You could almost hear the classroom gasp. Was Herr Professor Doktor Major Melcher joking? It had to be a joke. It was no secret that the Führer didn't match the Aryan ideal that he'd gone to war to defend, but no one talked about it. To speak of it in public was like saying the emperor wasn't wearing any clothes. It just wasn't done. But Melcher wasn't joking. I could tell, and so could the other boys. I felt as though I could hear the heartbeats of every boy in the room but mine slow to a cool, calculated thrum. They were trained to be on the lookout for dissenters, people who didn't agree with the Nazi party, tuned in like the special radios that Nazis sold that only picked up German radio stations.
.....If he wasn't careful he was going to end up in a concentration camp. (pp. 103-104)
Meanwhile, Fritz is frequently picked on because of his short stature. Michael decides to teach Fritz how to defend himself and the other boys set up a boxing match between the two friends. To his surprise, Fritz doesn't hold back and tries to clobber him. The scene graphically shows Michael's inner turmoil as well as the brutality of the fight.
I savaged him, fueling each new punch with some new hatred. I hated Hitler for starting this war. I hated the Hitler Youth for their constant bullying. I hated Fritz for making me hit him again. I hated myself for hitting him.
When at last I stopped, Fritz lay motionless on the ground, completely and totally beaten. All around us was utter silence. I looked up, eyes afire, chest heaving, arms tensed for another fight. Horst took a step back in fear. I had managed to scare even the monsters, and when you can scare monsters, you can be sure you've become one yourself (p. 128).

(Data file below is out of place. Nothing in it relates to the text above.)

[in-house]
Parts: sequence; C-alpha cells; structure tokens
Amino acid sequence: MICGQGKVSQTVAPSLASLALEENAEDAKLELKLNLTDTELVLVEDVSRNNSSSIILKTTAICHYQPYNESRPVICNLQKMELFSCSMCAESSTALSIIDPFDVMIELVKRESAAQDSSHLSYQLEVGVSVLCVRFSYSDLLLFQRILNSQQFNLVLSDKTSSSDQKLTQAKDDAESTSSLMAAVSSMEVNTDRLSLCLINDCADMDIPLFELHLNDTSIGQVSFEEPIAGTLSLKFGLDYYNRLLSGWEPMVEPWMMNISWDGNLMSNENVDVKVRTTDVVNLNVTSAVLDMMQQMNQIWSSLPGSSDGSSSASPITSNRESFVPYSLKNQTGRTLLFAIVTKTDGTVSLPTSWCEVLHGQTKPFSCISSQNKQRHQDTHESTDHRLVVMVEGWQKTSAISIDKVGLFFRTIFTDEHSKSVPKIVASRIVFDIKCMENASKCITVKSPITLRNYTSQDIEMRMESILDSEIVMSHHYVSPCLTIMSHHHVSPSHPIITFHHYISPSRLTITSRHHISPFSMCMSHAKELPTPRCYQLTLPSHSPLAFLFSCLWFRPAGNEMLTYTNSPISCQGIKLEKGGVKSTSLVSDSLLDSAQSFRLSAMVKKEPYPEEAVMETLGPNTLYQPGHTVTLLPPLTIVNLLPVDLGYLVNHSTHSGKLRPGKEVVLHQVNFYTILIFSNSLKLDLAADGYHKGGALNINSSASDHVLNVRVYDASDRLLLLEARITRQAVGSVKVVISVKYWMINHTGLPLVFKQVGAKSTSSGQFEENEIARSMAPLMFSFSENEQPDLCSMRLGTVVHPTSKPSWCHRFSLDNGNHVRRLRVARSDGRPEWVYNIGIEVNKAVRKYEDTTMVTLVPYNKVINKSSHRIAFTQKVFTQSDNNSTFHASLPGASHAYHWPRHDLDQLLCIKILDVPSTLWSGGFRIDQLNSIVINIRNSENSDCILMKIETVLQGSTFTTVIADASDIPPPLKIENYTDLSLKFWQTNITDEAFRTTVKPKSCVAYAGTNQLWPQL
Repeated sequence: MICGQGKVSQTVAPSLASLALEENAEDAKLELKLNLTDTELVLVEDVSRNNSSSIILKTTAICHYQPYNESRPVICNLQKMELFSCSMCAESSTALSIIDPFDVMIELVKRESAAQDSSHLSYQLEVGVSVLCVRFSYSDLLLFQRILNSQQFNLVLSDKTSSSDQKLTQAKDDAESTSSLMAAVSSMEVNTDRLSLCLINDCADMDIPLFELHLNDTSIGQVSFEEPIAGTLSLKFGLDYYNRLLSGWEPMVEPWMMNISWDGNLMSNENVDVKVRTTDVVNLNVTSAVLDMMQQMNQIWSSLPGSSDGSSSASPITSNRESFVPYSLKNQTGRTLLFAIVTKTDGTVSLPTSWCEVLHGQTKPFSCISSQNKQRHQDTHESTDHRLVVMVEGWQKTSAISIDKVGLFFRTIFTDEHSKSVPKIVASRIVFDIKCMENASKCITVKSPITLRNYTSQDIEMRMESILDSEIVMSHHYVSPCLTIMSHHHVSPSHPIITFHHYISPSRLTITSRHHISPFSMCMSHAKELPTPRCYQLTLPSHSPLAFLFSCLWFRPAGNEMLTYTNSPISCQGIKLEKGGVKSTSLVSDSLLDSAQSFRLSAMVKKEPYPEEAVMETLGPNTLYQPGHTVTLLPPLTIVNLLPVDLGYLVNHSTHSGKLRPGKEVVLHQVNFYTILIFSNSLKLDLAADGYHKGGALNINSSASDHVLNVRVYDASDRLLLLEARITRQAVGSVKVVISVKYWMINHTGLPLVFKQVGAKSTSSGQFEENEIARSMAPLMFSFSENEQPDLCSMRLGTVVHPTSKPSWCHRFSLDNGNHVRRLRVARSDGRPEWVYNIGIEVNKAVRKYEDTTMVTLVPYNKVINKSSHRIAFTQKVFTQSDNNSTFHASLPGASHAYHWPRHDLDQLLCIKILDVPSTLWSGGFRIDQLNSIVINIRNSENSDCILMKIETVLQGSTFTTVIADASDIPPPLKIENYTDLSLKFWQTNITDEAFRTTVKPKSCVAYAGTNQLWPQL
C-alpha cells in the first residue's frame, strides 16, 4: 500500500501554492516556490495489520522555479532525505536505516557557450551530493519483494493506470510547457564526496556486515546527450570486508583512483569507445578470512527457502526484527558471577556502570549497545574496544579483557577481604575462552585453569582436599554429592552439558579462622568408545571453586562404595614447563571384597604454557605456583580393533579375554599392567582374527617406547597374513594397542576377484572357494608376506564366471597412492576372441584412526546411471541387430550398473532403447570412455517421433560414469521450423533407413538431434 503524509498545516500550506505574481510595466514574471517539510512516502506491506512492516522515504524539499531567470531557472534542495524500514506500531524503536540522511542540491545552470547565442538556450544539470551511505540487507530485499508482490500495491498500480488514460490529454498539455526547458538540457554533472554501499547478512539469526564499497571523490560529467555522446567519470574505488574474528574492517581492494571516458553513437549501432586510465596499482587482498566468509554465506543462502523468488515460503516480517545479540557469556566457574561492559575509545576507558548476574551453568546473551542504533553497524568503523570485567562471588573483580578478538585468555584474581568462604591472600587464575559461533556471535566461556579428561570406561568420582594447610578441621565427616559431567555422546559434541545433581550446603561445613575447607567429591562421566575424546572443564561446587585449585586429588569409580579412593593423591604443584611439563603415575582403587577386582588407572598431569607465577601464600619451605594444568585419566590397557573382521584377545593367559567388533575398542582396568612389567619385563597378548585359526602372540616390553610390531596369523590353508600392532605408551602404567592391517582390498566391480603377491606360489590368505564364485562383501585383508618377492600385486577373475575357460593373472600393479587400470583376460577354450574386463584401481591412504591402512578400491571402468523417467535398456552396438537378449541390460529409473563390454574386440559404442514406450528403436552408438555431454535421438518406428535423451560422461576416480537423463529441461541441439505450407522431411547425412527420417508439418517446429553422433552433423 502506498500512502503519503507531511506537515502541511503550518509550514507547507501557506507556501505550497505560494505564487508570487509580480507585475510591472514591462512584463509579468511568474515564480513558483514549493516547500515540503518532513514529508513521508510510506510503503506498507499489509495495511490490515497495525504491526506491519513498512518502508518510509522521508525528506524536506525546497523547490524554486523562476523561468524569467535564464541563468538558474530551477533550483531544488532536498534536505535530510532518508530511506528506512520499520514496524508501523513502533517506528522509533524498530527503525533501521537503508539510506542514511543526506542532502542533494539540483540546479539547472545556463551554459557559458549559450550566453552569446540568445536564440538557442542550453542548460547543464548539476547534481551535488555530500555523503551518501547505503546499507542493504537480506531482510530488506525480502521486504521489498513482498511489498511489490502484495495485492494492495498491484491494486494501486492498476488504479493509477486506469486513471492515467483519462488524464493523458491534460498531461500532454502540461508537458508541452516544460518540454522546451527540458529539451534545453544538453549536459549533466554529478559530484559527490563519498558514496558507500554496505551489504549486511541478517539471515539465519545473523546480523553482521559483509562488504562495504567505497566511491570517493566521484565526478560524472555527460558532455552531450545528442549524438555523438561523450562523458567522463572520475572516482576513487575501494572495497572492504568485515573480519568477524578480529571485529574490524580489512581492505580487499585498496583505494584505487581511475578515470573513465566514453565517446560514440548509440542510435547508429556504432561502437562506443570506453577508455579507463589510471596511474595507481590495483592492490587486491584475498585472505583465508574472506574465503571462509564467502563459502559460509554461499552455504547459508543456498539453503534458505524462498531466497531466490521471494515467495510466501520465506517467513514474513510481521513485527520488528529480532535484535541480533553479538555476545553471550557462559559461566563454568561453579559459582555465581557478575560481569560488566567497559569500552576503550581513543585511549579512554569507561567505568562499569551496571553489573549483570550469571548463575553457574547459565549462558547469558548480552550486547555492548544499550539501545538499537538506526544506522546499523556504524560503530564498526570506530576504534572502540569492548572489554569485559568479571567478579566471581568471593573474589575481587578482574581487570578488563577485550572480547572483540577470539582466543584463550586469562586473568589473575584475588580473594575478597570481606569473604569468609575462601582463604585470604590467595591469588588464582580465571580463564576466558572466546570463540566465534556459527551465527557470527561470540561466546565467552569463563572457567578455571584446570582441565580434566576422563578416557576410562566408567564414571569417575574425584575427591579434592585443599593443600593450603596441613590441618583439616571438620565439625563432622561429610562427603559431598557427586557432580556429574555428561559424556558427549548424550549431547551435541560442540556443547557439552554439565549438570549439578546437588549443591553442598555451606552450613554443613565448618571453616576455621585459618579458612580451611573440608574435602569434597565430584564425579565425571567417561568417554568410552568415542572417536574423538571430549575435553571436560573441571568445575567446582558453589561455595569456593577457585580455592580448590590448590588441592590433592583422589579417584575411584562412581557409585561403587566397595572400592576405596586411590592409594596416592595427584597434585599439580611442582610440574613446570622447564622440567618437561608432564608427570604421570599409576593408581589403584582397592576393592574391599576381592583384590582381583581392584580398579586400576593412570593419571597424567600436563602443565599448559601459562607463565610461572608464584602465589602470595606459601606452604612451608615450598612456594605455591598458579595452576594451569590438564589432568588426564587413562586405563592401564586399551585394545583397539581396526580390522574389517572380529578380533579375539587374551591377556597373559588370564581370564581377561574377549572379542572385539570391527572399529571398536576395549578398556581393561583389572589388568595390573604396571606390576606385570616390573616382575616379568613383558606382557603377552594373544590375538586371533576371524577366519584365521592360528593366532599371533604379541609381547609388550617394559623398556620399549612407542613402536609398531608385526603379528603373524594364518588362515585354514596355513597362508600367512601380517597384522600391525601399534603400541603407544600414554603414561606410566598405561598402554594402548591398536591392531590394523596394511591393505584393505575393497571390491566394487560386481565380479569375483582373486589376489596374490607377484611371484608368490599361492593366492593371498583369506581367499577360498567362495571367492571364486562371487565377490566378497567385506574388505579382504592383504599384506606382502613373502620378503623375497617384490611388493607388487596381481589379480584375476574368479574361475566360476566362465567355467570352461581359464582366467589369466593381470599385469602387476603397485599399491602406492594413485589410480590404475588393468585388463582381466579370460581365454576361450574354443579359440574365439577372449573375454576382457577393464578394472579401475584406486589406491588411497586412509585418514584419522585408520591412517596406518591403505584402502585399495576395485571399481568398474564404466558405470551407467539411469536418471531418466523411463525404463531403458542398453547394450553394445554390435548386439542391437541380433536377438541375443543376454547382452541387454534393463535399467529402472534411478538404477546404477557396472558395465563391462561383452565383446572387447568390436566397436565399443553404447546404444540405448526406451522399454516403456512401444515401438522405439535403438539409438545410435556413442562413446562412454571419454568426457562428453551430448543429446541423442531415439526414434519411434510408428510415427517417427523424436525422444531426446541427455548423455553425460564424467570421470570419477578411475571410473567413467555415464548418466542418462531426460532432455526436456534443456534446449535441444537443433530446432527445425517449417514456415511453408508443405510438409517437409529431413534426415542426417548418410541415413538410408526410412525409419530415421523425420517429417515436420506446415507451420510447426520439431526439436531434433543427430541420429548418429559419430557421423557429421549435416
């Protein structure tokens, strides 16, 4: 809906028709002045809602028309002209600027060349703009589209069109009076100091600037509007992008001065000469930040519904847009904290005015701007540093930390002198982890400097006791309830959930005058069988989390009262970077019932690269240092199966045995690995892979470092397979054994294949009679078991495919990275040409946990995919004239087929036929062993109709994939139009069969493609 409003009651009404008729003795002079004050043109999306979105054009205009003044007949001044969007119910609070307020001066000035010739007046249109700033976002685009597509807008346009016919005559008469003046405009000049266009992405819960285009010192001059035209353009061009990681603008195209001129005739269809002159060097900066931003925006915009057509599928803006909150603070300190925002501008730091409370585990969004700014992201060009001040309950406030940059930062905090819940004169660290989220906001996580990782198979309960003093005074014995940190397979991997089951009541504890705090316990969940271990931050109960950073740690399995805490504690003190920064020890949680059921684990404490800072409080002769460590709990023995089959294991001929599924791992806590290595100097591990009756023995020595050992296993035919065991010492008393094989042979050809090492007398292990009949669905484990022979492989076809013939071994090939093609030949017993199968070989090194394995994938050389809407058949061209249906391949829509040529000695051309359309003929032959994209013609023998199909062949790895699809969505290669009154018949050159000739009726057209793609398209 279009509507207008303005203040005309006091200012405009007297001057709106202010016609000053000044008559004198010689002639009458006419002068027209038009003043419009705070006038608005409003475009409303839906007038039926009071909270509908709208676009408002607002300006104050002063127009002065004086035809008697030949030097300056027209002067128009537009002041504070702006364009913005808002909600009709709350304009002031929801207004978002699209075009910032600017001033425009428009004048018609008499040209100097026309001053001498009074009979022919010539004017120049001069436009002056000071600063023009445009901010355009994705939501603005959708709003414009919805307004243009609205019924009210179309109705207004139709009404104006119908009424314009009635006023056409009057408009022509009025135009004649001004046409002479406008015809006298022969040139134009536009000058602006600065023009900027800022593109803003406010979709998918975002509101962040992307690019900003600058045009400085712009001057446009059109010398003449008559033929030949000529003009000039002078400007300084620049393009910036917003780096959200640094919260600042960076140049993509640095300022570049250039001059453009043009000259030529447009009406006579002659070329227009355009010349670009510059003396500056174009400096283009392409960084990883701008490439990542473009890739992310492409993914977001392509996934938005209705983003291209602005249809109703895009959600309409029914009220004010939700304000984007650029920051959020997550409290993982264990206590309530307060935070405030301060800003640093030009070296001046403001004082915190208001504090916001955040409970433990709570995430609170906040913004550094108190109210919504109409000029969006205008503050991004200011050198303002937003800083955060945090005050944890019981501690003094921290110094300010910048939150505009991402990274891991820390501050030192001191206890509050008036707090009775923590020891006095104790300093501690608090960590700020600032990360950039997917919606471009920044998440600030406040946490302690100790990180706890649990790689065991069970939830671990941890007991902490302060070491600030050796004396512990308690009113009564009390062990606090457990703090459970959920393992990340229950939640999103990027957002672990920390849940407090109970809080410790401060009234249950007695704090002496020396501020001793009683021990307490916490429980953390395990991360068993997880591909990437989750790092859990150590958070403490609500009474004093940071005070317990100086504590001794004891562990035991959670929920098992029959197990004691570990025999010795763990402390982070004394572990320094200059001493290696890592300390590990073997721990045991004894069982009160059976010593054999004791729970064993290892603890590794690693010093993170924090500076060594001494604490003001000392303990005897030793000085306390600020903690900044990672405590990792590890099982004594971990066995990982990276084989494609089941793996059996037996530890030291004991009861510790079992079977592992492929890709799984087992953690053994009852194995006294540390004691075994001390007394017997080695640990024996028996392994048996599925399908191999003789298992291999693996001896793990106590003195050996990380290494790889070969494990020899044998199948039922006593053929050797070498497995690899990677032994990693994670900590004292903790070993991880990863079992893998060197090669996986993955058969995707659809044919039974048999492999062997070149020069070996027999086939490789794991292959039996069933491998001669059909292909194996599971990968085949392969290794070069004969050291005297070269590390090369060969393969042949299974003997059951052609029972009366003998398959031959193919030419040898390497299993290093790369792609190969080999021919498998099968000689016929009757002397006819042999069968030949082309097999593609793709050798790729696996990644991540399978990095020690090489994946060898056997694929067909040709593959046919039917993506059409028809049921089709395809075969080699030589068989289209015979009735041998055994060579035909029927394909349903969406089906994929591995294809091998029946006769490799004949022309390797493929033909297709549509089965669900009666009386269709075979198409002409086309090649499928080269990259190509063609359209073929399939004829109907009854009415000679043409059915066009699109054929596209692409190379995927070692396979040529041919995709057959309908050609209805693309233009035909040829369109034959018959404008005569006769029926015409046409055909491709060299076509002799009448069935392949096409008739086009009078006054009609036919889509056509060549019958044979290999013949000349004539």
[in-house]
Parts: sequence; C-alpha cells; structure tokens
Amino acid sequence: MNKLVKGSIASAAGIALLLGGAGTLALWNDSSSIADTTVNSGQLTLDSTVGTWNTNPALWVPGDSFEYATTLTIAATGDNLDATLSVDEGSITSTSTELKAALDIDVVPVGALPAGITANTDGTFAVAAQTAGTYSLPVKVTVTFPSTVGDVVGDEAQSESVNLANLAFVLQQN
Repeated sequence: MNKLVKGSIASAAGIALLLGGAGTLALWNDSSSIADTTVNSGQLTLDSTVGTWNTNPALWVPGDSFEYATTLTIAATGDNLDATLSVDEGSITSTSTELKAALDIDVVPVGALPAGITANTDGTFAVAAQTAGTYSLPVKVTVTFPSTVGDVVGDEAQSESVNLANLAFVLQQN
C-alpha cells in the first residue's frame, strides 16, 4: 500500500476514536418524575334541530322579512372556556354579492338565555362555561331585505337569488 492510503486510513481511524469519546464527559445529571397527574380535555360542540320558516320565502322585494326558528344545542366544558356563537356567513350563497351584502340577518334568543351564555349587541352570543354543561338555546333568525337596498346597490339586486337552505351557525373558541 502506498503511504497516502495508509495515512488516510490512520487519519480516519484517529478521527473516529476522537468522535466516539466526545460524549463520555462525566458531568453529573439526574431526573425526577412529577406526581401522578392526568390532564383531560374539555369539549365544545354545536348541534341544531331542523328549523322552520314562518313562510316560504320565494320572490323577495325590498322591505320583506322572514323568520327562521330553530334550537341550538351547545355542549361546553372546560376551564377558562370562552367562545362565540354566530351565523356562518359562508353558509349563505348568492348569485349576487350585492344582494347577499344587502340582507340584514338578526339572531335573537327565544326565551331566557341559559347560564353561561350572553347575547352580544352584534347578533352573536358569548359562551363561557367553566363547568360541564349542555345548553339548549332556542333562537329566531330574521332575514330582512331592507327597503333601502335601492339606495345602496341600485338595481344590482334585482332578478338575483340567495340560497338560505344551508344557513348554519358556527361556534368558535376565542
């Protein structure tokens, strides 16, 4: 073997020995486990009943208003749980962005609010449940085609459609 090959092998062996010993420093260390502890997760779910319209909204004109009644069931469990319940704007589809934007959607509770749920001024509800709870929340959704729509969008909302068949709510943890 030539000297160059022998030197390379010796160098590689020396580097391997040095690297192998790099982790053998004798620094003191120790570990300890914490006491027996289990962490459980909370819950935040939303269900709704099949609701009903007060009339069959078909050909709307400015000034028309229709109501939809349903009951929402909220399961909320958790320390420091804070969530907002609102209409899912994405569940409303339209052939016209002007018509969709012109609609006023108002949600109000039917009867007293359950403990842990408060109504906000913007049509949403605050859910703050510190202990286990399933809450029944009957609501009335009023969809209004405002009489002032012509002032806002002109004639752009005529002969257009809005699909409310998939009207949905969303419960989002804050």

As the story progresses, the SRD boys--led by Fritz--torture and capture Doktor Melcher while the police stand by. Michael realizes that the police were scared of a group of 13-year-olds who could turn them over to the Gestapo. He is in agony--but chooses not to say anything in order to carry out his vital plan: steal the plans for Projekt 1065 from Fritz's house.
Fritz stood over me, a look of fierce cruelty in his knitted eye-brows and suddenly I understood. Why Fritz had wanted me to teach him how to fight. Why he'd been so desperate to join the SRD. All his life, Fritz had been the boy with the bloody nose sitting here on the ground, looking up at the bully who'd beaten him.
He'd joined the SRD so he could become the bully himself. Just like little Hitler. (p. 236-7)
If you haven't already realized it, I believe this book is a must-read for middle school students, teenagers, and adults. It is suspenseful, full of tension and page-turning action. At many points Michael is forced to make difficult choices, to sacrifice beliefs and people he loves, and to conquer his own fears. Although it is a frightening book because of the subject matter, the material is not gratuitously graphic for the sake of displaying violence. It is unfortunately, an accurate description of what life was like for these young boys who were brainwashed and forced to assume responsibilities that even adult solders would abhor.
TALKING STORY GIVEAWAYS
The summer issue of Talking Story, Celebrating Young Adults is now live. Our expert and illustrators are young adults and we're giving away four wonderful books: The Perfect Candidate, The Next to the Last Mistake, When Worlds Collide and Don't Blame the Reckless. Giveaway ends July 11th and don't forget to leave your email address if you are new to my blog. Also, please let me know which book you're interested in too.